from improper orientations. And then after that you would... And this book, at this point, it doesn't tell you, the sutra hasn't told you yet that in order to make conventional designations, in order to have language, you have to impute something onto things and hold to the imputation long enough to speak. So, the sutra is teaching us how we have to impute in order to speak, and then it's also teaching us how to dismantle the process of signing and imputation. And those who have understood it and gone through it, go back and use the whole process again in order to teach others how to study it. But before, in the previous chapter, all we heard was that the Aryans and the Buddhas have realized freedom from, or detachment from, words. Therefore, they teach others in words

[30:37]

so that they can become detached from words and realize the truth. They've realized the truth because they've become detached from words. Somebody who got detached from words taught them how to study in order to detach from words and realize the truth. Now we learn more, and we'll learn more, particularly in Chapter 6, you learn that the disorienting imputations that we do on things are necessary in order to make conventional designations. So we've accomplished that. We have this disorientation and it's useful because we can talk, we can have language. But the price of it is that we're disoriented, we're in bondage to the signs, and also we're in a cycle to perpetuate this. Because we're in a cycle, it's a bondage to this process, this useful process. The Sutra is about how to get in there and reverse the process.

[31:38]

Karen wants to soon learn more about this. So again, for your information, a manuscript may come into this community, which is an edited version of talks on these various chapters. And at that point there might be an opportunity for some people to look at the Sutra in relationship to the commentary, but also some other people, me for example, will be looking at the commentary to see if it's helpful. I think the Sutra is helpful, but is the commentary helpful? It would be something of an adjustment to find out that the commentary was not helpful, that the edited version of the commentary was not helpful. Then one would be sort of challenged to figure out what to do about this manuscript

[32:46]

that's not helpful. Is there some way to work on it so that it becomes helpful? Or is this huge project one unhelpful project? But I'm open to this possibility that it will be one unhelpful process, which was piled on top of this potentially helpful Sutra. It's a Sutra which is definitely intended to help, but is it actually helpful? That's not necessarily completely clear yet. Was this a Sutra delivered by the Buddha or subsequently? How would I say? Kind of that's a question which I'm just as enthusiastic about responding to that question in detail as Karen is about studying Chapter 8.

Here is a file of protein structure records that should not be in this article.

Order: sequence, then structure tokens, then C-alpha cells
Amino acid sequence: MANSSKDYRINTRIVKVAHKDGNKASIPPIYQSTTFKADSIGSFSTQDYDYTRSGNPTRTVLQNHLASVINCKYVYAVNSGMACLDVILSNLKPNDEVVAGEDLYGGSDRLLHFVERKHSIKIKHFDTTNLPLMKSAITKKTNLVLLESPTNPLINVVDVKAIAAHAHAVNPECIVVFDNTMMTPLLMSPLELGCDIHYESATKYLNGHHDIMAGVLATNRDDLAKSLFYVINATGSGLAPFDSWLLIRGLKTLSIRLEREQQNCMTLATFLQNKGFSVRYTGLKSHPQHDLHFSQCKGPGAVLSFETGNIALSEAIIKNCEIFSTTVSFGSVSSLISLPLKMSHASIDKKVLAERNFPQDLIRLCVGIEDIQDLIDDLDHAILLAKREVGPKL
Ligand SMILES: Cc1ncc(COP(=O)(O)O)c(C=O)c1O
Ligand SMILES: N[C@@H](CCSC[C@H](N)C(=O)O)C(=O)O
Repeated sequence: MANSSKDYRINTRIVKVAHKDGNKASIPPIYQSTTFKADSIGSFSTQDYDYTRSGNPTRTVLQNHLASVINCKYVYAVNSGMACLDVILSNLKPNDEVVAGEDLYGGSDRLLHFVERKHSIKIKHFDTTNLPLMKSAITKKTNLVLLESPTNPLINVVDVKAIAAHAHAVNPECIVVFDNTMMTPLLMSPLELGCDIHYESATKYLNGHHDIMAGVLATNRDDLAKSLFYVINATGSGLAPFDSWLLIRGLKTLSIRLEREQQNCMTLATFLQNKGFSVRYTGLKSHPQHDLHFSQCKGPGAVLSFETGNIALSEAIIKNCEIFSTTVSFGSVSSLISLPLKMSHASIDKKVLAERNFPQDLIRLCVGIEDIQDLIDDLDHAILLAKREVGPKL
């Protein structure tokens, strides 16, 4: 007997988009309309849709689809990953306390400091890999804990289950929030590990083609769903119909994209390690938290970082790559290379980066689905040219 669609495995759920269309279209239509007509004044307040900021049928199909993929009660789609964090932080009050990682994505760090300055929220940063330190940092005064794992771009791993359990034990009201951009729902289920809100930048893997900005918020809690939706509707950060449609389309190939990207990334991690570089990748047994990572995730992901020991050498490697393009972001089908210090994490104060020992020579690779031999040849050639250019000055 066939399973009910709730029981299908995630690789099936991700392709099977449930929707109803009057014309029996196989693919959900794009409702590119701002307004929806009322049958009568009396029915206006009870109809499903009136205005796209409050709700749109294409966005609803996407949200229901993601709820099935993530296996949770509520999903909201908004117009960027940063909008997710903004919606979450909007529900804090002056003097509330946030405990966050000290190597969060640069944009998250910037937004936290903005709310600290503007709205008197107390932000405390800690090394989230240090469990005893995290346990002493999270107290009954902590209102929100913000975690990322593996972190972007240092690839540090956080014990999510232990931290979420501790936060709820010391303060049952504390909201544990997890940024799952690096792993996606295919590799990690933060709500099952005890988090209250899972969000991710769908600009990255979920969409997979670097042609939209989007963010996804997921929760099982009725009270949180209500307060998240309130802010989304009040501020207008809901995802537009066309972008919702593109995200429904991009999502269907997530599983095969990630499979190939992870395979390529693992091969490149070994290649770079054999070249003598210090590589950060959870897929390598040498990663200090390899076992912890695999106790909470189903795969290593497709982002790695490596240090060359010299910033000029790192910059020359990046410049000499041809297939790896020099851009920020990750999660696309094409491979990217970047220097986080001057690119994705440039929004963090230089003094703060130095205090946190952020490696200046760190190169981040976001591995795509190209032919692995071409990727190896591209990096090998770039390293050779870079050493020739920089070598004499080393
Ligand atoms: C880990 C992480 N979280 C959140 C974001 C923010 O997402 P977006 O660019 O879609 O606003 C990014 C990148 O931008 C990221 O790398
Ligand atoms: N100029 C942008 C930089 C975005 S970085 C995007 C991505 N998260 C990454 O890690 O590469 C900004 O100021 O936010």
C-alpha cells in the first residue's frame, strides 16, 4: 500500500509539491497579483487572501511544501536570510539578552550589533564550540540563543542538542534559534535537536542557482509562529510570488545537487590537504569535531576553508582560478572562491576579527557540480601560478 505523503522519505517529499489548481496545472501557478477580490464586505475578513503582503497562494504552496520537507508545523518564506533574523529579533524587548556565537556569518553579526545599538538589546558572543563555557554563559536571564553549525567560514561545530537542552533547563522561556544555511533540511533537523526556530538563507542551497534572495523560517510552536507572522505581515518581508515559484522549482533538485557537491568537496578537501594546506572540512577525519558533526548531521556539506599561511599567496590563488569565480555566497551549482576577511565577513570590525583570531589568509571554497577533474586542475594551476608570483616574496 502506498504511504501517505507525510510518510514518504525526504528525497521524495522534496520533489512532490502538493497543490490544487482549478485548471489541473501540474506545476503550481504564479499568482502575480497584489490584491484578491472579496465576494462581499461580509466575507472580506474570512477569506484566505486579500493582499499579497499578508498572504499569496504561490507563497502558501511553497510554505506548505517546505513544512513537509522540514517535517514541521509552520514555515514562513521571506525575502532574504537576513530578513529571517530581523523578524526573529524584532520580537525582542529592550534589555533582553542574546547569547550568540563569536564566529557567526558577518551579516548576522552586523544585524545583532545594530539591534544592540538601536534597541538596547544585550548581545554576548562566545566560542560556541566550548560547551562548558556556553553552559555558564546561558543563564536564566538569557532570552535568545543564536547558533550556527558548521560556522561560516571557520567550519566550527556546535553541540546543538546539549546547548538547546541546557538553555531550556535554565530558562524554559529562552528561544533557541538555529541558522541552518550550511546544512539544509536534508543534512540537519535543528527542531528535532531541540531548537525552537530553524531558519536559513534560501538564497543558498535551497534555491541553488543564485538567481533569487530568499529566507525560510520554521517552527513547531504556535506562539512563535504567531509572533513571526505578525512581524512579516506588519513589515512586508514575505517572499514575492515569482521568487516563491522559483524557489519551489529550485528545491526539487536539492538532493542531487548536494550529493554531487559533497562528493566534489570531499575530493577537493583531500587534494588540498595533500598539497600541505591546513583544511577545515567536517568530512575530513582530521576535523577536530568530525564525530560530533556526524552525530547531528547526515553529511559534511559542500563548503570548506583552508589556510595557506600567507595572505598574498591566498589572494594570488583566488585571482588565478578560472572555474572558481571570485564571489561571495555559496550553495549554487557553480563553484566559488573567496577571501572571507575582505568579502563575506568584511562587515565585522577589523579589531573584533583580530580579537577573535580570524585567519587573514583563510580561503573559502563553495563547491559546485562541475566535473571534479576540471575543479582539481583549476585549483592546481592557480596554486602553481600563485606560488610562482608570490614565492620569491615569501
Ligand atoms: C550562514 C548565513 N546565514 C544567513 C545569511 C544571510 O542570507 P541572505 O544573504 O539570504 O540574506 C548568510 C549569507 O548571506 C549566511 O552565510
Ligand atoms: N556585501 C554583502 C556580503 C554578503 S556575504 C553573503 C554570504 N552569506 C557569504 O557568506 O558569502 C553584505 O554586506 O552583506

[33:48]

But it's kind of a complicated answer is sort of appropriate and a simple one like yes or no isn't really appropriate to that your question. So I'm not saying yes and I'm not saying no, but I'm saying I'd love to give a detailed response to that, but it's 5.30. And yeah, so maybe if you ask it again earlier in the day, I would be happy to say some things about where did this come from? Also, where did the original Sanskrit come from? How did that appear in the world? And we don't have it anymore. We only have Tibetan and Chinese. I want to thank you very much for your almost completely wholehearted presence today.

[34:50]

I mean, if you were completely wholehearted, I'm grateful for that, and if you're almost wholehearted, that's great too. And I want to draw your attention to the lovely earrings on the altar now, which Laurie and Jane and Steph reconstructed out of a box of trash. And also thank Breck for repairing the electrical system which was just about ready to burn the building down. And thanks to the muscle men, the hunks, thanks to the hunks for moving that million pound piece of metal. And thanks to everybody else for cleaning the place up and painting it up. Thank you very much.

[35:57]